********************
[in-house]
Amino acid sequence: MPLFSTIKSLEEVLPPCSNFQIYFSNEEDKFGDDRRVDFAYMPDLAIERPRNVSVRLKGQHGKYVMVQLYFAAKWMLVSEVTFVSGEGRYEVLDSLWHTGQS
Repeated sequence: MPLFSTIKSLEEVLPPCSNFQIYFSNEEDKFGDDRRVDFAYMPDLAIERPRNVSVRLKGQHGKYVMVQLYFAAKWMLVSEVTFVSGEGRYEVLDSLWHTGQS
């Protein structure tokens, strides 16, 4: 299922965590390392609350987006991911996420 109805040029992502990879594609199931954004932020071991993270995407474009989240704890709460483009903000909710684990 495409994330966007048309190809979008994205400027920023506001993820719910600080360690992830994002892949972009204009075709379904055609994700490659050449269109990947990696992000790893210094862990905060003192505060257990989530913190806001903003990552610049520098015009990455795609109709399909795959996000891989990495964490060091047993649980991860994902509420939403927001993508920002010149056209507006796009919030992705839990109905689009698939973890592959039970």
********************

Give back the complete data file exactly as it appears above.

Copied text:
[in-house]
Amino acid sequence: MPLFSTIKSLEEVLPPCSNFQIYFSNEEDKFGDDRRVDFAYMPDLAIERPRNVSVRLKGQHGKYVMVQLYFAAKWMLVSEVTFVSGEGRYEVLDSLWHTGQS
Repeated sequence: MPLFSTIKSLEEVLPPCSNFQIYFSNEEDKFGDDRRVDFAYMPDLAIERPRNVSVRLKGQHGKYVMVQLYFAAKWMLVSEVTFVSGEGRYEVLDSLWHTGQS
């Protein structure tokens, strides 16, 4: 299922965590390392609350987006991911996420 109805040029992502990879594609199931954004932020071991993270995407474009989240704890709460483009903000909710684990 495409994330966007048309190809979008994205400027920023506001993820719910600080360690992830994002892949972009204009075709379904055609994700490659050449269109990947990696992000790893210094862990905060003192505060257990989530913190806001903003990552610049520098015009990455795609109709399909795959996000891989990495964490060091047993649980991860994902509420939403927001993508920002010149056209507006796009919030992705839990109905689009698939973890592959039970």